Announcement: Wish you could change the past? Learn to let go and create a life you love with the Tiny Buddha course!

4 Simple But Powerful Tips to Reduce Stress and Anxiety



“Life is 10% what happens to you and 90% how you react to it.” ~Charles Swindoll

I found Tiny Buddha because I have never dealt with stress and anxiety all that well, and once I became a full-time working mum of two, this had become a real issue affecting my quality of life.

It was one day earlier this year when I was battling yet another bout of the flu, and I’d just learned about something out of my control at work that would make life even harder, that I went rushing by a group of my friends, not even seeing them.

One rang later and asked if I was okay, adding that I had rushed by them with a face “grey with stress,” and had not heard them calling out to me. I realized something had to be done, and that’s how I found this site.

I have never blogged or written publicly in my life, but if any of these help someone out there, I will be so happy to have contributed to the light and peacefulness coming from this site. So here goes.

If you’re also feeling overwhelmed by stress:

1. Think “Poor thing…” when you’re aggravated with someone.

Part of the rushing-about modern-day-life thing is the constant irritation and even anger of bumping into other people as you go about your business.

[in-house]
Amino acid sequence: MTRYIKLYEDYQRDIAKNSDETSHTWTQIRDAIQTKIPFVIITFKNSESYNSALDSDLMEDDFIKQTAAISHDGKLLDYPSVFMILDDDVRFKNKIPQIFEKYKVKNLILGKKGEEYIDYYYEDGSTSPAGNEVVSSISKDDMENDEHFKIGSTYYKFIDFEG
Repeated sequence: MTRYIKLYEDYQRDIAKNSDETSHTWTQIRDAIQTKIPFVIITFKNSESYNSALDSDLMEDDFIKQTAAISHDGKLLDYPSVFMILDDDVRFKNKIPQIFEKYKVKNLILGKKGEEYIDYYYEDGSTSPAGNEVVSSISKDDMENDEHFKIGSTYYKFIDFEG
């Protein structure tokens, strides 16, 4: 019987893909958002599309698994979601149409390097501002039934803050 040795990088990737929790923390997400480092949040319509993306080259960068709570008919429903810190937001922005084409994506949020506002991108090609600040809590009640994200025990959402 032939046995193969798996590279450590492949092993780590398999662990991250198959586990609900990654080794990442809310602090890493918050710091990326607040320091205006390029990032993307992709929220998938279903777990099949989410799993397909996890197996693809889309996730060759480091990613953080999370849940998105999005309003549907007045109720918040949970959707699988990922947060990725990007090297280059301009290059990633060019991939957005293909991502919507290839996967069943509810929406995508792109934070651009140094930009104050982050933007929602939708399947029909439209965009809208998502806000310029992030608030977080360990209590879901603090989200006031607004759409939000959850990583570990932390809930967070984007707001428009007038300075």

Someone cuts you off in traffic. Someone beats you to the last seat on the train. Your spouse forgets to turn on the dishwasher and now there are no clean plates or cups for the kids. Argh!

Well, I came up with this to help me be more compassionate toward others, and peaceful in myself.  Every time I’m aggravated with someone, I say to myself “Poor thing…” and then fill in the blank.

So now I say, “Poor thing, my spouse must have been so stressed and addled that he forgot to turn on the dishwasher.”

“Poor thing, they must be exhausted to need that seat on train. I’ll go stand by the window; besides, it’s easier to pretend dance to my iPod when I’m standing.”

Or sometimes when I can’t think of anything, I’ll say, “Poor thing, it must be painful to be in such a rush that you end up cutting people off in traffic.”

This makes me nicer to everyone, and more importantly, happier in my own day-to-day existence.  Because being irritated, angry, or in a rush is painful, and that’s punishment in itself.

2. Decide “I don’t do blame.”

This one came out of the blue—well, that is, after reading so many of your amazing posts.

I grew up in a family where there was constant blame, and it was always something or somebody else’s fault that something negative had happened.

I then worked in places where you sent emails to the person sitting a meter away, just so you could dig them out later and forward it up higher, to show it was their fault something had happened, not yours. Awful way to live.

Out of the blue, I suddenly said to myself, “I don’t do blame.”

When something negative happens and my brain, out of habit, starts looking for who or what caused it, I step away from the blameful thoughts and tell myself, “That’s just an old habit.”

I just ignore them entirely. I then look at what that negative thing is, and I think of practical ways to deal with it. As a result, my relationship with my husband, my work colleagues, even my parents, has improved immensely.

I no longer get that awful feeling of resentment that comes when you live constantly blaming everything else around you.

3. Next, decide “I don’t do urgency.”

After reading this post about the surprising secret to being on time, I was thinking about how I rush around a lot, and how I can’t find a way to stop. Then I thought, well, sometimes you need “urgency,” and I tried to think of when. I thought, in life-and-death situations, like in a hospital Emergency Room, surely you need “urgency” then.